A simple method of making lighter bread is quite European and involves simple taking some of the water and flour and soaking the flour overnight (no heat) and making a "Mother" or 'Poolish" or yeast sponge with most of the rest of flour and water. You combine them like 2 part Epoxy and add the last little bit of flour and water (depending on how you hydrated things to start), you can rise them 1 time since they have had flavor developed by making the over night yeasted starter/sponge/mother/poolish. The soaked flour allows for best hydration and results in a finer loaf in general. Again you want a very soft dough which is hard to manage, but you could do in a stand mixer very easily

BTW I thought I discovered this little method (ha), since I never could make a nice rye loaf. I made a saur/mother then added some water to the rye flour and kept some white out of recipe sat it over night. in morning I mixed saur and rye soak together and added a tad more white flour , ( water by the teaspoon, or mister squeeze) knead till mixed ,allow to sit 5 mins reknead 3 mins shape /rise/ bake. Many years after I reinvented the wheel I found out my "idea" was at least a few hundred years old. Done all over Europe from Italy to Denmark and Manchester to Minsk.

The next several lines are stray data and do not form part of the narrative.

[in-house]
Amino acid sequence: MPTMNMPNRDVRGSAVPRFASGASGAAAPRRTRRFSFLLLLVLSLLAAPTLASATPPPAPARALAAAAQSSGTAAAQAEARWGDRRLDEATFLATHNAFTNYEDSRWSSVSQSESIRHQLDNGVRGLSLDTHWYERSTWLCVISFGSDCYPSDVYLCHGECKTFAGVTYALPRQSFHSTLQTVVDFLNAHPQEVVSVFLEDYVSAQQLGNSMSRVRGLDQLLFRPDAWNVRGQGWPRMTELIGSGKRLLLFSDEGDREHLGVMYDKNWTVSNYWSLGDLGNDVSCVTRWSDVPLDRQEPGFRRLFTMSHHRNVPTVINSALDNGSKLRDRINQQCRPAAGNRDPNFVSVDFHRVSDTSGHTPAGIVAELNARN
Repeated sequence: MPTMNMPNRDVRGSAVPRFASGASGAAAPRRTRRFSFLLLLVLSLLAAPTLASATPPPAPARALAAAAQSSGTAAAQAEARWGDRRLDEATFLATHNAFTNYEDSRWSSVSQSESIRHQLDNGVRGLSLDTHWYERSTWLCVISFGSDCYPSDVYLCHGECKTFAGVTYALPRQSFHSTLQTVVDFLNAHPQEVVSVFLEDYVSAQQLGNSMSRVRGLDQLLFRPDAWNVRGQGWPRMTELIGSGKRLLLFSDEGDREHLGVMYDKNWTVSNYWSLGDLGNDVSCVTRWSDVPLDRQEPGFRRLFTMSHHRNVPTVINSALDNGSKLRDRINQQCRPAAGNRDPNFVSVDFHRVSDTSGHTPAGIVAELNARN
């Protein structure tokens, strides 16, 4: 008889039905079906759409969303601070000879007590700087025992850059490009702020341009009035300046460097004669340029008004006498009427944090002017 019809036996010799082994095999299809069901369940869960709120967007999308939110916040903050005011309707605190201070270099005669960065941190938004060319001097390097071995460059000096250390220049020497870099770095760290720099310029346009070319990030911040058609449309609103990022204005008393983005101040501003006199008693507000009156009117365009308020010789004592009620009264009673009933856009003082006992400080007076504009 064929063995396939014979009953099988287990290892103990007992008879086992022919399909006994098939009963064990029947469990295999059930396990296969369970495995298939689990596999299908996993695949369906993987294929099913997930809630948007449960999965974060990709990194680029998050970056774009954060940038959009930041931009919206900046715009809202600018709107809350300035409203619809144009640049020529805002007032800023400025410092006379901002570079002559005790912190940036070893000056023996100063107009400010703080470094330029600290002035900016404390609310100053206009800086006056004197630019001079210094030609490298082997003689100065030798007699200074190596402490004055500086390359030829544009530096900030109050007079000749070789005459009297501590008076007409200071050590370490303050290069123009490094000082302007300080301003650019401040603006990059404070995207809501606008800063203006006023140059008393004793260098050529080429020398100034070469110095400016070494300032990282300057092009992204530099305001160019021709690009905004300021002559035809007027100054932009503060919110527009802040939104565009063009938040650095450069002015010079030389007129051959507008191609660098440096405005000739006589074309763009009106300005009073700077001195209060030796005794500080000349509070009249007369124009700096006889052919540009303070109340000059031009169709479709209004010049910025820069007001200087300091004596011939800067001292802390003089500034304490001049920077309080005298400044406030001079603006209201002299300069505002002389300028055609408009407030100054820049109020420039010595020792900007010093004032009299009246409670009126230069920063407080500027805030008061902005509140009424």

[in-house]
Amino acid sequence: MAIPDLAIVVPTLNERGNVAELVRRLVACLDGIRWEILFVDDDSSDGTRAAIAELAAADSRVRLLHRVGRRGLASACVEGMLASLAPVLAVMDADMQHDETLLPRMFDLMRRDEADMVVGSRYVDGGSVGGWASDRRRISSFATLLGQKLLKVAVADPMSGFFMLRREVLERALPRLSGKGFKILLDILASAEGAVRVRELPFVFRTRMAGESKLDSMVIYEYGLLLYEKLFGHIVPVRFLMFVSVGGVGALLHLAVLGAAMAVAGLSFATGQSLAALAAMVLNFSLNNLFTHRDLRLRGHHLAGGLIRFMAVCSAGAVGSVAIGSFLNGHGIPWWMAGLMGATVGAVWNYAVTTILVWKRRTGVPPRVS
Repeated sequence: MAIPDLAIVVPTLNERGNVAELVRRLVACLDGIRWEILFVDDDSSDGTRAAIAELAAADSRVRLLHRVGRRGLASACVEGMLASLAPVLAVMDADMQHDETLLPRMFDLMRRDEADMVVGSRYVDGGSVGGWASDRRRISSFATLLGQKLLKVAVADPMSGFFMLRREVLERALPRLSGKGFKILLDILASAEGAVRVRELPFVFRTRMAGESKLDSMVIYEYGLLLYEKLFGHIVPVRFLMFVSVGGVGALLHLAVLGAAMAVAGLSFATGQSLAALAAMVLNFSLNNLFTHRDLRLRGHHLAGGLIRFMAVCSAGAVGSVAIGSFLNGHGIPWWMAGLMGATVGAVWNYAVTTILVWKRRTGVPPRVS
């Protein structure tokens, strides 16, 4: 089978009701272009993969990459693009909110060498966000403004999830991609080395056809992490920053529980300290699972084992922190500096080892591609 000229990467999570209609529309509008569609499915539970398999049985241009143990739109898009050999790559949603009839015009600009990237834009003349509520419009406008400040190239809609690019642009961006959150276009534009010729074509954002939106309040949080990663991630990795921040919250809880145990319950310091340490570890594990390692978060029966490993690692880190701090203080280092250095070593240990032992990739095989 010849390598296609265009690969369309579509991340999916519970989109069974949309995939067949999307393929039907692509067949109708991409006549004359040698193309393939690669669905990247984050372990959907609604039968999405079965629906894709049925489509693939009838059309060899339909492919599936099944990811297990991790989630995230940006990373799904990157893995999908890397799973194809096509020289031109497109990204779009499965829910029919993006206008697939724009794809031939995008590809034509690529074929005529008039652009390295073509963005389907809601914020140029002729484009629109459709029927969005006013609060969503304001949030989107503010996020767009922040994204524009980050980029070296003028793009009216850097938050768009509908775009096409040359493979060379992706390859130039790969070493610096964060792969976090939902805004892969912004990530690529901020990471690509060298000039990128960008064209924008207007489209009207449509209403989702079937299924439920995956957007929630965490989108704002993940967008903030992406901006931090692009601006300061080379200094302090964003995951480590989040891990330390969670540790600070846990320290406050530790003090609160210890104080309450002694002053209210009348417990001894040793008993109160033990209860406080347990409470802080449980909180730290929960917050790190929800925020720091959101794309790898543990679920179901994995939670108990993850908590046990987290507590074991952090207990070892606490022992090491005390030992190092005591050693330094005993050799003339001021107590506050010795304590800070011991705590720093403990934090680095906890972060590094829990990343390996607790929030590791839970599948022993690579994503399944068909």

I gotta try this one though actually cooking the stuff first sounds interesting kinda like Pate Choux......

mmm


Finally This needs BACON, BACON BACON BACON. Two strips interwoven with the braid w/without a hotdog mmmmmm bacon

thanks fer a gret post

sauwen (author)  spark master3 years ago
Oooh, gotta try out your method one day! Sounds interesting.
Give it a whirl, youcan't screw it up, divide the H2O add yeast to some with salt and half the flour mix in allow to sponge up, over night or for a few days. You can do it in fridge for several days, just gets more sour. As long as no black or off smells its good to go. take other half of water and flour and mix in allow to sit out for a while knead it few times to really mix in the water, then cover (fridge is fine), over night is good, next day cut up the unyeasted sponge and add to the yeasted one then mix by hand or machine.

If you have a controlled sour dough , you will know the water % by weight, so you can easily scale (ounce or grams) the "mother" and know you need X more by weight, of flour water and salt. Other items like say nuts or poppy seeds are an extra added attraction.